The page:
Wrong Time, Wrong Place, Right On
The Art Gallery of Knoxville is making its own way
LIQUID GLOBALISM: Superflex pitches anti-corporate soda.
by Leslie Wylie
The Art Gallery of Knoxville couldn’t have picked a worse date for its grand opening. Unbeknownst to its proprietors—three starry-eyed recent graduates of the Art Institute of Chicago—it was the same day that the Gay Street Viaduct was slated to be demolished. Located at the north end of the bridge across from Regas, detour signs have since rendered the block a no-man’s land until the viaduct reopens in December.
“Yeah, it’s been a little frustrating,” admits gallery director Chris Molinski. Being First Friday, the disparity between North and South Gay Street is even more obvious on this bitter-cold January evening. On the far side of the dark, post-viaduct chasm, the Emporium is aflutter with the mingling of artists and patrons, and a policeman is striding up the sidewalk, stuffing parking tickets beneath the windshield wipers of illegally parked cars. A roundabout trip to the north side, however, reveals a far different scene. There are a couple parking spots right outside the gallery, and its interior is quiet with the exception of a dissonant drone reverberating within the exhibition room and the echo of a friendly aesthetic debate.
But the inconvenient circumstances don’t seem to bother Molinski. His voice is underscored with idealism as he articulates the details of the new space, founded when Maryville-native Leslie Starritt suggested that her art-school classmates Molinski and Bryan McCullough move back to Tennessee with her after graduation. Starrit had been gushing about the area’s blossoming art scene, and Molinski and McCullough had nothing to lose. “It’ll be nice when the viaduct opens back up, but for now, we’re doing fine,” Molinski says, backing up his statement with a confident smile.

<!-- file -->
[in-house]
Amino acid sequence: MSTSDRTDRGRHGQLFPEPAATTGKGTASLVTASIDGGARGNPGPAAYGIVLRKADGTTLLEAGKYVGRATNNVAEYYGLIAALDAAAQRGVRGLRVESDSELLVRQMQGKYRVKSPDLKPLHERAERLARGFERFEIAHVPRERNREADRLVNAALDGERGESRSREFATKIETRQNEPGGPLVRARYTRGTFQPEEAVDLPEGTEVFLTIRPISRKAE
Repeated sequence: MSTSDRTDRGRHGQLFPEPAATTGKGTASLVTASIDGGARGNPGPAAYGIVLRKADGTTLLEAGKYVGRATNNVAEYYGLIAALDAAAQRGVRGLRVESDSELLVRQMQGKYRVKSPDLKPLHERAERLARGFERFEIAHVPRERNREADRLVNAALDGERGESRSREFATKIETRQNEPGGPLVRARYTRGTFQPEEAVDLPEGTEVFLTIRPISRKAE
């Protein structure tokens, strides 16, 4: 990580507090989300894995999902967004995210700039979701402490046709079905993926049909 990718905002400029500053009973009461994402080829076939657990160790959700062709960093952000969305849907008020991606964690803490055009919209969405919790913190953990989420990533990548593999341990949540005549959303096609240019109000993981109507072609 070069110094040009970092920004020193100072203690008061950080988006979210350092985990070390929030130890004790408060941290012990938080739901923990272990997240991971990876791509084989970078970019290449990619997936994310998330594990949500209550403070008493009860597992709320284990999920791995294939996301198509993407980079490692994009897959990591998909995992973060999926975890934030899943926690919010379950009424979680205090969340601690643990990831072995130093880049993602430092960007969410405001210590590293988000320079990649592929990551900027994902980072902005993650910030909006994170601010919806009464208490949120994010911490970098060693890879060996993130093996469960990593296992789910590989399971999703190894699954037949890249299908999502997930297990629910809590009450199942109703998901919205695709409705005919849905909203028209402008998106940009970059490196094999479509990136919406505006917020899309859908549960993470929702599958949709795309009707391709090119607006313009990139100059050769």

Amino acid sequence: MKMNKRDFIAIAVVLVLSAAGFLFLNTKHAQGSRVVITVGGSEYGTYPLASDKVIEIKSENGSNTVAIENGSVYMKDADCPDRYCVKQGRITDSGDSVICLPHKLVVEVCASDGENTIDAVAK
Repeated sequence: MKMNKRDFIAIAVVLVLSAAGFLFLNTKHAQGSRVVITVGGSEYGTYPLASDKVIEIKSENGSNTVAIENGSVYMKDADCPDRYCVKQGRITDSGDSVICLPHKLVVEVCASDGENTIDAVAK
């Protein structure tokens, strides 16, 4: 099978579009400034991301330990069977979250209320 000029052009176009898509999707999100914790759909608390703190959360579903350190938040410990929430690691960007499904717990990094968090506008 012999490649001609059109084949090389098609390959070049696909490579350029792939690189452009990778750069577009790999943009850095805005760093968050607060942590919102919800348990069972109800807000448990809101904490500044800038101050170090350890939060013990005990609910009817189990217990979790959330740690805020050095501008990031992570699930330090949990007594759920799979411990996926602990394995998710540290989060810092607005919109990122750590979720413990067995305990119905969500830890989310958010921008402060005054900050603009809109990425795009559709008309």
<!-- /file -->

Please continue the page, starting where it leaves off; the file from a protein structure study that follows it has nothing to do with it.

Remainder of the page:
And it’s true. The gallery has fast made a name for itself by picking up where other local exhibition spaces leave off, showcasing the work of smart, progressive, up-and-coming artists as well as groundbreaking artists of decades past.
This month’s exhibit, Global Grove (Nation Building as Art) , pushes hard at the parameters of what art is able to accomplish through a combination of surveillance and direct action. It includes work from young international artists exploring themes of media-driven globalization, borrowing the phrase “Global Groove” from pioneer video artist Nam June Paik. In 1973, Paik coined the phrase in an attempt to replace its catch-all predecessor, “Global Village,” and better describe the phenomenon of social communication after the influence of television.
As implied, audio-visual media factors heavily into the exhibition. A series of video screens depict a variety of documentary scenarios: illiterate children teaching themselves to use the Internet in India, the movement of people performing menial tasks in Peru and Mexico, an interview with two teenage girls asked to share their wishes, lies and dreams with the camera.